Richard Mourdock, running for U.S. Senate in Indiana, said at a debate Tuesday that pregnancies that result from rape are intended by God.
The Republican candidate was explaining his opposition to abortion in cases of rape or incest when he made the remark.
"I struggled with it myself for a long time, and I realized that life is a gift from God, and I think even when life begins in that horrible situation of rape, that it is something God intended to happen," Mourdock said, explaining that he would allow for exceptions to an abortion ban when a mother's life is in danger.
In early May, Mourdock defeated longtime GOP Sen. Richard Lugar in a bitterly contested GOP primary vote, and is facing Democratic Rep. Joe Donnelly in November's election.
In a statement following the debate, Mourdock wrote that "God creates life, and that was my point."
"God does not want rape, and by no means was I suggesting that He does. Rape is a horrible thing, and for anyone to twist my words otherwise is absurd and sick," he continued.
Donnelly also responded, writing, "I think rape is a heinous and violent crime in every instance. The God I believe in and the God I know most Hoosiers believe in, does not intend for rape to happen-ever. What Mr. Mourdock said is shocking, and it is stunning that he would be so disrespectful to survivors of rape."
Mourdock has enjoyed support from GOP presidential nominee Mitt Romney, who traveled to Indiana in August to campaign for the tea party-backed candidate alongside former Vice President Dan Quayle and Senate Minority Leader Mitch McConnell. Romney has also appeared in a television ad for Mourdock.
Andrea Saul, a Romney campaign spokeswoman, said in response to Mourdock's rape comments that "Gov. Romney disagrees with Richard Mourdock's comments, and they do not reflect his views."
Former President Bill Clinton stumped in Indiana last week for Donnelly. A Howey/DePauw University poll taken September 19-23 showed Donnelly at 40% and Mourdock at 38% among likely Indiana voters.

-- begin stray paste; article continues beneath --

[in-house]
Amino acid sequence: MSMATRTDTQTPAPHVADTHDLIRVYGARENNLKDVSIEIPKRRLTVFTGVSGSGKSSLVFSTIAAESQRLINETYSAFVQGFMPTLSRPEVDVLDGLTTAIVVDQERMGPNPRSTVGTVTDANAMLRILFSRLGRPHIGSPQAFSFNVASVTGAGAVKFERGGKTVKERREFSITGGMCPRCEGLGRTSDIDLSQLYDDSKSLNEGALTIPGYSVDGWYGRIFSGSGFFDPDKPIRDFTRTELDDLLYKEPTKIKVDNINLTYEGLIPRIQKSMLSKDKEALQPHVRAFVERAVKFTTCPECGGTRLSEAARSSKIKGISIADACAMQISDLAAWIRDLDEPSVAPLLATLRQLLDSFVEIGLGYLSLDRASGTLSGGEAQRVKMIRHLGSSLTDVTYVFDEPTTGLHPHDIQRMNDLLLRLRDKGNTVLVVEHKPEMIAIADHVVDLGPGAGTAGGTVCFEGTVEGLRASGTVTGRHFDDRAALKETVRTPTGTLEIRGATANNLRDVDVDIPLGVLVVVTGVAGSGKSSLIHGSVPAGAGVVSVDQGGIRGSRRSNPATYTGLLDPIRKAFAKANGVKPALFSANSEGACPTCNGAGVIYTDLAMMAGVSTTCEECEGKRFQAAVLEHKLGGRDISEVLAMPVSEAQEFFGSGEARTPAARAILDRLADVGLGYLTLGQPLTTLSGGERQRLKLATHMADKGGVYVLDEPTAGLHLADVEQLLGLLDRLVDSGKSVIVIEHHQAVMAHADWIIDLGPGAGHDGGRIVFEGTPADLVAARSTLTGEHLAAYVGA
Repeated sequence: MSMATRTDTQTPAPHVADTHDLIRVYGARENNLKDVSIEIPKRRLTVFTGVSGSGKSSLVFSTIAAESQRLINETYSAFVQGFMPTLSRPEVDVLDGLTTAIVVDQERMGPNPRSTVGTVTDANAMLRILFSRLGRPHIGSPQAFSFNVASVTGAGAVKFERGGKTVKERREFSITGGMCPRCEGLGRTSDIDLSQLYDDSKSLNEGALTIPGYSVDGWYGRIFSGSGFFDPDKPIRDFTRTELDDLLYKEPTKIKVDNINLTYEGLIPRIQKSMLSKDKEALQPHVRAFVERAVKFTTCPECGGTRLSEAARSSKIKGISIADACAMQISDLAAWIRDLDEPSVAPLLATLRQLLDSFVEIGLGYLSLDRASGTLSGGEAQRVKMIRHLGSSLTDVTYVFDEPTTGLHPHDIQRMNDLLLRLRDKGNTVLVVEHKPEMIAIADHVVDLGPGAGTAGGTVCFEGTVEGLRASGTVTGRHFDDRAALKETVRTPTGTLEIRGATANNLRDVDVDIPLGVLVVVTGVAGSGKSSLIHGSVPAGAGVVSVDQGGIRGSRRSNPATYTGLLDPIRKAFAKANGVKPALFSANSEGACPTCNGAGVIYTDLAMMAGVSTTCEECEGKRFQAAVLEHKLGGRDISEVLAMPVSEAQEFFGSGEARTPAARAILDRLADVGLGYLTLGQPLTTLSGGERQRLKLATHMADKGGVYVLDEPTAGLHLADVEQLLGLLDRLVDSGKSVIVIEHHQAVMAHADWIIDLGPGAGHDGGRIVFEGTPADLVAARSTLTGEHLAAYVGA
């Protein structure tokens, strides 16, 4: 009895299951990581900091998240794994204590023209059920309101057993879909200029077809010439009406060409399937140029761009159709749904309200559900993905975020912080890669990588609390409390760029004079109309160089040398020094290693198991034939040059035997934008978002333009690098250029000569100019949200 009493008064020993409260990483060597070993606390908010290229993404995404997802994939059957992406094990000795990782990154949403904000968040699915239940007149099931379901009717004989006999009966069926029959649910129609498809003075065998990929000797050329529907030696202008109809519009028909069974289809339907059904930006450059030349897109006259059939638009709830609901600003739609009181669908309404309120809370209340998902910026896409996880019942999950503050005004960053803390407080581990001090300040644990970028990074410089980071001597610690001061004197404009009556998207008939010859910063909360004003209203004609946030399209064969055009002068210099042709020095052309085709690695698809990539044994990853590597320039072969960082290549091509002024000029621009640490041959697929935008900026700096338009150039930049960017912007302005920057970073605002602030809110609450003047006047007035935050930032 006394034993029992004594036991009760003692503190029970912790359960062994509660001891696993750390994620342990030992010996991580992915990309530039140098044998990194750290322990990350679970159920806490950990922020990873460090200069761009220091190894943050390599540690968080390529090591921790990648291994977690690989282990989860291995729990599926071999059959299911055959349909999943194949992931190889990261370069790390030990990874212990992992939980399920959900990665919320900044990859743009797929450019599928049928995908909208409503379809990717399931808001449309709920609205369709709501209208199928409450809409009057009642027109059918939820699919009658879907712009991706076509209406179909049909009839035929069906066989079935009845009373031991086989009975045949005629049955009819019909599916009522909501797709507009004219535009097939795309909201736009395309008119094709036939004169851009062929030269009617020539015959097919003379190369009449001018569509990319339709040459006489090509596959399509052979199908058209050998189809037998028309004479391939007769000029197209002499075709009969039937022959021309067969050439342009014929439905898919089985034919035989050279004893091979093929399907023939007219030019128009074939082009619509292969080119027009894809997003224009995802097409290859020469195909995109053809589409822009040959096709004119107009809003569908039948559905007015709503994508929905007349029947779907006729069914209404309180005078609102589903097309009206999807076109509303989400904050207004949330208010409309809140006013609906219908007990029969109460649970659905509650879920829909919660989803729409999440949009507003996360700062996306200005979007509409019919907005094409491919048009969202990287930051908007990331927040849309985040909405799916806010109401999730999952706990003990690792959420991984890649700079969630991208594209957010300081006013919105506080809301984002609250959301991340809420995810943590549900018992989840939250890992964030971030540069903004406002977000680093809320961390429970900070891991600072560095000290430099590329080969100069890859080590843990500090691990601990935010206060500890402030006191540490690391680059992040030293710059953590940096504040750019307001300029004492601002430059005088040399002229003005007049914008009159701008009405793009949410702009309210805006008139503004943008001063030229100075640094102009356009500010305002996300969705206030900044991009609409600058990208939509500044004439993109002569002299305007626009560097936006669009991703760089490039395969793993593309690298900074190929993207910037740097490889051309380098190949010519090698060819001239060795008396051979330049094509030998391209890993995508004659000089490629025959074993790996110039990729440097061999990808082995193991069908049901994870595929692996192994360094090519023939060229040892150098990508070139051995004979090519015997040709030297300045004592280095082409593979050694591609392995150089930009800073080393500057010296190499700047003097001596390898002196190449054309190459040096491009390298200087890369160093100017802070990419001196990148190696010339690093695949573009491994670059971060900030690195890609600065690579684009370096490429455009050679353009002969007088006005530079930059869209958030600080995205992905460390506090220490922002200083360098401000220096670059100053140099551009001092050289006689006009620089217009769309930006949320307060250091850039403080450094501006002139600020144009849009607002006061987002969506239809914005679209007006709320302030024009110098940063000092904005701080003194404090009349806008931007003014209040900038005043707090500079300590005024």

The Republican Senate candidate's remarks on rape and abortion are the latest flash point on the highly sensitive issue. In August, U.S. Rep. Todd Akin of Missouri - also running for Senate - ignited a firestorm when he said "legitimate rape" rarely resulted in pregnancy.
Akin, who faced backlash from Democrats as well as from most of his own party, defiantly remained in the race, despite calls from GOP leaders, including Romney, to step aside.
And Rep. Joe Walsh, another tea party-backed Republican running for re-election in Illinois, questioned last week the necessity of allowing abortions if a mother's life is at risk, saying such an exemption to an abortion ban was simply a tool by pro-choice activists.
Speaking after a debate with his opponent, Walsh seemed to suggest medical advances made dangerous pregnancies rare.
"This is an issue that opponents of life throw out there to make us look unreasonable," Walsh said. "There's no such exception as life of the mother, and as far as health of the mother, same thing, with advances in science and technology. Health of the mother has been, has become a tool for abortions any time under any reason."
The American Congress of Obstetricians and Gynecologists strongly disputed Walsh's position.
"Contrary to the inaccurate statements made yesterday by Rep. Joe Walsh (R-IL), abortions are necessary in a number of circumstances to save the life of a woman or to preserve her health," reads a response posted on the ACOG's website on October 19, 2012. "These inaccurate comments are yet another reason why The American College of Obstetricians and Gynecologists' (The College) message to politicians is unequivocal: Get out of our exam rooms."
CNN's Rachel Streitfeld contributed to this report.
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